The resume, homework, and short stories… Meh. They can all be found elsewhere or rewritten (honestly, the stories were begging for rewrites anyway), but the novel… Yeah, I’m bummed. I’m honestly not sure I have the energy right now to rewrite those critical scenes as well as the revisions to earlier chapters I’d done in order to make room for the scenes.

So, I’m going to take a break.

Not from writing. Heavens no. The last time I took a long break from writing I ended up a quivering mess on the floor, begging for a word processor or a Scrivener license. No, I’m just taking a break from Devil, and moving on to another project. I think I shall draft The X of Doom, the first novel in my vaguely-outlined pirate trilogy. I have characters, I know the name of the ship, I have plenty of notes and plenty of research material. I’m also planning on running a Pathfinder game which will act as a sort of prequel to the trilogy (though the Pathfinder game will likely feature more elves and whatnot than there actually were during the Golden Age of Piracy).

I’m happy I’m not on a deadline for And the Devil Will Drag You Under. That’s one of the joys of being a terminally unpublished writer: You can write whatever you want, whenever you want. There’s no contract stipulating that you must have the manuscript in by a certain date, and no language saying that you have to return your advance if you don’t finish the work at all. If I did have a publishing contract, I’d have to suck it up and get to work anyway. I’d ask the agent/editor/publisher for an extension to the deadline, and all that, and that could get messy.

I’m not happy that I’ve lost the work.

So off I go. I’ll read various books about piracy and the high seas, and go from there.

So how’s your day?

The State of the Richard

The palm of a hand painted in the colors of the Ukrainian flag
I stand with Ukraine

Boy, ain’t the world something these days? Between the pandemic and the war in Europe, the world’s pretty messed up right now. The Russia/Ukraine conflict has the potential to spread further, and despite wishful thinking among politicians (especially on the Republican side of the aisle), the pandemic really isn’t over. In both arenas, there’s a long way to go to achieve a peaceful and appropriate outcome.

In my own little world, I’m stressing about school and work and writing. While I’m learning about Information Literacy Instruction in school and producing videos and critiques of other students’ videos, in addition to reading and writing discussion posts, I’m also trying to complete 508-compliance training for work. 508-compliance, in case you don’t know, is making sure that all documents prepared for public consumption are fully accessible to people with visual, hearing, and learning disabilities, as well as to people with limited fine mobility. There is actually some overlap here, because the videos we make for school need to have captions and need to be accessible to people with visual impairments.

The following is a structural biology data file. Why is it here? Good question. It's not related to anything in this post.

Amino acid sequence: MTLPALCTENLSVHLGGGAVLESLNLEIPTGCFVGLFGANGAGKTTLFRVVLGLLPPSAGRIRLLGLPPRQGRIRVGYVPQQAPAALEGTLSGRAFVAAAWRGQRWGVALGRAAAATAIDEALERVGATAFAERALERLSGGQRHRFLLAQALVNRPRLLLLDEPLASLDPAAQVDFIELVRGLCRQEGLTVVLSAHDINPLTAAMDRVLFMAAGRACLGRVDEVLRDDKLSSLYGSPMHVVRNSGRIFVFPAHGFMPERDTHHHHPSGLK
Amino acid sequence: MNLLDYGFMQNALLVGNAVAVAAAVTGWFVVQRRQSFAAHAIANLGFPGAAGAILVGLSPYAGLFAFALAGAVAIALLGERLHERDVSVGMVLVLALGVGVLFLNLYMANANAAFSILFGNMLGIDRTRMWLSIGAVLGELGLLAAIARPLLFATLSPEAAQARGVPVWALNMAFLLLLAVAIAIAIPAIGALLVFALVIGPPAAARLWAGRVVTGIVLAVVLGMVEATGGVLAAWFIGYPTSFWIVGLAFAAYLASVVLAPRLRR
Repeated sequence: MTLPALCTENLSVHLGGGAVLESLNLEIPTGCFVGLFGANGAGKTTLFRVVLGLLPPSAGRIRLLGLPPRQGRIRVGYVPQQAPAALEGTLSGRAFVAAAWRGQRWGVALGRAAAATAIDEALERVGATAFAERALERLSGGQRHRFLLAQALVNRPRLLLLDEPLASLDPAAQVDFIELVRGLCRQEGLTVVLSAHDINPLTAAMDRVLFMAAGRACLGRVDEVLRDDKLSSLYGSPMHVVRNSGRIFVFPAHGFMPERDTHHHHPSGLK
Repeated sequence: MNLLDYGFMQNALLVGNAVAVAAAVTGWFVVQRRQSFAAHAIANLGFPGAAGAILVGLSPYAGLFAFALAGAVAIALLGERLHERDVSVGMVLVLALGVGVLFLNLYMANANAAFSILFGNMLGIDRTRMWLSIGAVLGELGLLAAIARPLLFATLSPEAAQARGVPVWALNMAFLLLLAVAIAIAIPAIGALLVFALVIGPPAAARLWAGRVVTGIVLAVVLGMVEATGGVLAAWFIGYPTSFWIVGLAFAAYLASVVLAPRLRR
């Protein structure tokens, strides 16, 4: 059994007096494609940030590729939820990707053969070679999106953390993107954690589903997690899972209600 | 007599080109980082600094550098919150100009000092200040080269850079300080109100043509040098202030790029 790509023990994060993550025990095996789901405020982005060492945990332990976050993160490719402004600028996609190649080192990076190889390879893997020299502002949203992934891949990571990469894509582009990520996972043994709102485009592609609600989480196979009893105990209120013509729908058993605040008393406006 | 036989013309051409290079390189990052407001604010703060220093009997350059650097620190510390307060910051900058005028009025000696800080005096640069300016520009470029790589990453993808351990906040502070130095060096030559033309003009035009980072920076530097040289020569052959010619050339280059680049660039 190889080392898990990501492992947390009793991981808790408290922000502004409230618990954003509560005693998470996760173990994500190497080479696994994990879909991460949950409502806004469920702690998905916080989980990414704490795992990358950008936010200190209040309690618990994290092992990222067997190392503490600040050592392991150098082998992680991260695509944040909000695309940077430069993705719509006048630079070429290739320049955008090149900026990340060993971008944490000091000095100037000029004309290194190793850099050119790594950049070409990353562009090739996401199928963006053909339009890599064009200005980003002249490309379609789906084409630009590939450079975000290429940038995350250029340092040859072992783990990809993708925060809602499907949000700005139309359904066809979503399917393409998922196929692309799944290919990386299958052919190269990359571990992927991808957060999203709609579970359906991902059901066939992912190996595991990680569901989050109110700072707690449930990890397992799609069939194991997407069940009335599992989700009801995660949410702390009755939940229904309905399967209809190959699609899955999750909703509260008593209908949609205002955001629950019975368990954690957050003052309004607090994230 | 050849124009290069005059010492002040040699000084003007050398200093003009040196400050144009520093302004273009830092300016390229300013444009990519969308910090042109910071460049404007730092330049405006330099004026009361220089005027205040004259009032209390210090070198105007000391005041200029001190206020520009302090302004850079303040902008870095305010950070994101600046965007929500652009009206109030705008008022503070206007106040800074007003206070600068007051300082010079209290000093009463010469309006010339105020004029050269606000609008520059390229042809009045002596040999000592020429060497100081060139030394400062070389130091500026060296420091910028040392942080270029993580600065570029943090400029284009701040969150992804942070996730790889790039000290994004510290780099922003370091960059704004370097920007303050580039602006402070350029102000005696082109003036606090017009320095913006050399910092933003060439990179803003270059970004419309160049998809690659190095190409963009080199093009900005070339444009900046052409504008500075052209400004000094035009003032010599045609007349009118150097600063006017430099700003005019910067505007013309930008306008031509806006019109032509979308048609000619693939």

Writing-wise, I haven’t been able to get much done. I set a goal of 500 words per day on The Devil will Drag You Under, but over the past week, I’ve written less than 500 words total. This doesn’t bode well for completing that revision by May 12 as I’d hoped.

I have, however, been able to keep up on my target of submitting two manuscripts to various markets per week, which is a relief. Here are the stats for the year so far:

  • Submissions: 18
  • Rejections, form: 15
  • Rejections, personal: 2
  • Acceptances: 0
  • Pending submissions: 8

Some of those rejections were for stories that I’d submitted last year. One of those rejections was for a story that I thought was a sure thing, but alas, was not meant to be. I have hopes that this will be the year I make my first professional sale, but I’m not optimistic about ever achieving that goal.

I’m also far behind on my reading. While for fun I’m reading The Demon-Haunted World by Carl Sagan (as well as a couple of others), I also am reading two novels for my writers’ group, which is meeting this coming Thursday. I’m looking forward to the meeting — I always do, because my fellow writers are a jolly bunch — but going in without having read the works under consideration is not a good look.

On the other hand, though, my blood pressure is averaging lower than it has in years, and my resting heart rate is lowering as well. This is probably, in part, due to the fact that Jennifer and I are both participating in the Outbreak challenge, a silly virtual game where you walk a given number of steps per week to outrun a zombie horde. The game syncs with our FitBits, so we don’t even have to track our steps manually. This week, we’re aiming for 10,500 steps per day. That’s a lot, and trying to squeeze those steps in while working on everything else is a big challenge.

All in all, I’m doing pretty well, given everything. I hope you’re doing well too.

School report

I’m not depressed right now, but I was in a serious downswing a couple of weeks ago. One on day, I spent most of the day asleep, waking up at 3, then went back to bed at 8. It lasted several days. I’m not often swinging down anymore, not like I was before I finally got treatment, but I felt like the poor sperm whale in the gif above, pulled into the deeps by the kraken of melancholy.